Tradition is that Faure's Requiem is performed on All Souls Day, November 2. Tonight I am going to hear the Boston Boys' Choir and the Men's Schola sing Faure's Requiem at St. Paul's Church in Cambridge.
It is heavenly music.
Here is the Kings College Choir singing Pie Jesu and Agnes Dei from the Requiem
More from the Requiem, "In Paradisum"
from a Concert in Berne, May 2007, Agata Mazurkiewicz, conductor, Choir Konzertverein Bern, Berne Chamber Orchestra.
Insight Scoop traces All Souls Day
As Cardinal Joseph Ratzinger once said so well, one major difference between Protestants and Catholics is that Catholics pray for the dead:Posted by Jill Fallon at November 2, 2011 9:39 AM | Permalink
"My view is that if Purgatory did not exist, we should have to invent it." Why?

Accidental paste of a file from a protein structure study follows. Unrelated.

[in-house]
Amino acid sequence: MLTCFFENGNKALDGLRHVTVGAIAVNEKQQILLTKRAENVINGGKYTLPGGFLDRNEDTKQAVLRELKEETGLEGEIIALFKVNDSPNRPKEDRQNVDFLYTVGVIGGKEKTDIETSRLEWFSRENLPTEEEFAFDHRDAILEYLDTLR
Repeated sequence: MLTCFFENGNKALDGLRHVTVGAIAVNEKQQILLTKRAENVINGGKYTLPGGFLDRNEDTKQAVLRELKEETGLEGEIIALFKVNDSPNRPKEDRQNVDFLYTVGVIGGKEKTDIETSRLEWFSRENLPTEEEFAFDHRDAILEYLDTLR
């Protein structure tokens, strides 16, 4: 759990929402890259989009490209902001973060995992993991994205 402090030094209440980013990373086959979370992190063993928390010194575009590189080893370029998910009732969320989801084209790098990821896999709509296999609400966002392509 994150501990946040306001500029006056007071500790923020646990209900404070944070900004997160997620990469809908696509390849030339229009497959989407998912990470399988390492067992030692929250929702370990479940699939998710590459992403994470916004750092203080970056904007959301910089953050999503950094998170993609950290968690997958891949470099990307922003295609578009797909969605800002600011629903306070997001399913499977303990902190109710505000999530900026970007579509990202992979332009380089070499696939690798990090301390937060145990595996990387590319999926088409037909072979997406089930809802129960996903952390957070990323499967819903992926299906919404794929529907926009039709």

"Because few things are as immediate, as human and as widespread—at all times and in all cultures—as prayer for one"s own departed dear ones." Calvin, the Reformer of Geneva, had a woman whipped because she was discovered praying at the grave of her son and hence was guilty, according to Calvin, of superstition". "In theory, the Reformation refuses to accept Purgatory, and consequently it also rejects prayer for the departed. In fact German Lutherans at least have returned to it in practice and have found considerable theological justification for it. Praying for one's departed loved ones is a far too immediate urge to be suppressed; it is a most beautiful manifestation of solidarity, love and assistance, reaching beyond the barrier of death. The happiness or unhappiness of a person dear to me, who has now crossed to the other shore, depends in part on whether I remember or forget him; he does not stop needing my love.